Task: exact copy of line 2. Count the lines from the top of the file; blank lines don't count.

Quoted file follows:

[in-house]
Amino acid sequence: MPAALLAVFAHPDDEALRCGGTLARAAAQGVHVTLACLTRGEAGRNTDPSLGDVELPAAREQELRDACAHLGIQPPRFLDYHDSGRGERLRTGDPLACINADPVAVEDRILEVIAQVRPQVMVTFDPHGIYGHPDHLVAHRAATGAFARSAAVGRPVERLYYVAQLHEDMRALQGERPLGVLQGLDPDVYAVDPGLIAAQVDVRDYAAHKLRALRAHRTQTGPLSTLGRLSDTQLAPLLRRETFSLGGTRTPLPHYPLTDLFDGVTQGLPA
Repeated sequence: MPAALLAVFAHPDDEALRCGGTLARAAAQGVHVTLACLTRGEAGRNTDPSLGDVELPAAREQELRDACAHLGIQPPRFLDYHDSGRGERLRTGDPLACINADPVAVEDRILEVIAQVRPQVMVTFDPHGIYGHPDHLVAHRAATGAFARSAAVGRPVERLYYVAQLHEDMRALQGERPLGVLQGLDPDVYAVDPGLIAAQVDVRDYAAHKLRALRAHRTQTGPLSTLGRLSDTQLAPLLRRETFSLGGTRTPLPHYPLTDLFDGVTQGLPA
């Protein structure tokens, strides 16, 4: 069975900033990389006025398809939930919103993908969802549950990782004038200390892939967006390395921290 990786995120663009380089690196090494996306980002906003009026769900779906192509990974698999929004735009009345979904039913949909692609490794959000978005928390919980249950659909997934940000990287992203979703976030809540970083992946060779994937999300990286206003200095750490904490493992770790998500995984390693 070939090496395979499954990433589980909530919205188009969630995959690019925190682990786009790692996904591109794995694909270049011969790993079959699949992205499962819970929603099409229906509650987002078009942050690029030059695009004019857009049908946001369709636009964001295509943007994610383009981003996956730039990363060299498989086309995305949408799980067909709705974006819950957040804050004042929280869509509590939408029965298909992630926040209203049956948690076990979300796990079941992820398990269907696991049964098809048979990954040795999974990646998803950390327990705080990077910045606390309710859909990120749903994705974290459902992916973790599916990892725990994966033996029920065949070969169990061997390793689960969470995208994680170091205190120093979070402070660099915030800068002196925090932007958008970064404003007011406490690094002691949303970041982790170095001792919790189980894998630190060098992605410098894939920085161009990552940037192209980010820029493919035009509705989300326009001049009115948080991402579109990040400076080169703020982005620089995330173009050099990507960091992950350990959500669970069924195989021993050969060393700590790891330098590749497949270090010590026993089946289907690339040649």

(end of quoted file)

Amino acid sequence: MPAALLAVFAHPDDEALRCGGTLARAAAQGVHVTLACLTRGEAGRNTDPSLGDVELPAAREQELRDACAHLGIQPPRFLDYHDSGRGERLRTGDPLACINADPVAVEDRILEVIAQVRPQVMVTFDPHGIYGHPDHLVAHRAATGAFARSAAVGRPVERLYYVAQLHEDMRALQGERPLGVLQGLDPDVYAVDPGLIAAQVDVRDYAAHKLRALRAHRTQTGPLSTLGRLSDTQLAPLLRRETFSLGGTRTPLPHYPLTDLFDGVTQGLPA